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The last few years have certainly writ large the damaging effects of isolation. The stories we tell ourselves lose community cohesion and with it, empathy. Oddly enough, it seems that when I lose empathy for others, I also lose it for myself.
All this is to say, I’m proud of this issue. It leans into the various ways stories are told. In one example, “African American Modernism in America,” a long-overlooked and overdue story is finally being told. It covers the exhibit of the same name being shown at Fisk University’s Carl Van Vechten Gallery featuring mid-20th century African Modernist works. I know I learned a lot from these visually stunning paintings I previously knew little to nothing about. Each has a story to tell and has insight and meaning from which our contemporary community can learn.
In our cover story on Margo Price, “The View from the Mountain,” she observes what struck me as particularly poignant in the empathy department: “There shouldn’t be as much shame in this world in general placed on all of us,” she says. “Everyday things are coming at us and we’re just trying to cope. I did the best I could with the tools that I had at the time.” The conversation is centered around Maybe We’ll Make It, the candid autobiography Price released Oct. 4 to critical acclaim. What I like is the story it tells about the local music scene of the mid-aughts through the late teens. The kids are alright.
Which is the way Nashville has been for a very long time. Meaning, scenes rise and fall, but there’s a chord running through it, in nature both timeless and of the now, like the Cumberland River running through its heart. Tom Morales speaks to this in his guest essay, “Storytelling Town.” Read it after the cover story and you’ll catch my drift. It ties back into the exhibit piece in an interesting way, in that Fisk and the Jefferson Street corridor both suffered community-altering damage when I-40 built. Red lining was a real thing and the interstate enforced it.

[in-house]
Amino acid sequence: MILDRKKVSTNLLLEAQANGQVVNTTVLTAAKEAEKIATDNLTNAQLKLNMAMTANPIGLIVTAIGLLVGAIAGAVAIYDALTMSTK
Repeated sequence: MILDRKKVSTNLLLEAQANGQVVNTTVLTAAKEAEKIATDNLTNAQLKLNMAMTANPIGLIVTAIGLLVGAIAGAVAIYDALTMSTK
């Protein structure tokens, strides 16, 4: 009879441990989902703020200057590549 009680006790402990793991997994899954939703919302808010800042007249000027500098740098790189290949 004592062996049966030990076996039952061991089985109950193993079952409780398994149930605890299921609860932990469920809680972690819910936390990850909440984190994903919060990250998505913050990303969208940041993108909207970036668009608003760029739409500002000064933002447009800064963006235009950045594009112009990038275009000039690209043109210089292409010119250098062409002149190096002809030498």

The Ryman has long been a bastion of cultural commingling and continue this tradition with Rock Hall at the Ryman. This exhibit — in collaboration with the Rock & Roll Hall of Fame — underpins the longstanding synergy between Country and Rock & Roll. Our feature, “Rocking the Ryman,” tells the show’s genesis, along with some surprises (at least for me) about the roll played by the Ryman in cross-pollinating rock with country — and vice-versa!
If you’ve lived in Middle Tennessee for a decade or three, you already know Bellevue sports some of the area’s finest scenery. It also remains a stronghold of middle-class suburbia with the accompanying conveniences. Which is a story all its own. “Look West, Young Nashvillian” takes a bird’s-eye view of this sprawling neighborhood and all it has on offer. It made me want to take a drive out Highway 70 after reading it.
My takeaway from the way things came together for this issue: The stories we tell ourselves about ourselves and the community we live in are everything, shaping our world in ways no building ever could. We’re continually making them up as we go along. They directly affect our psychological well-being. It’s up to us to make them stories worth telling.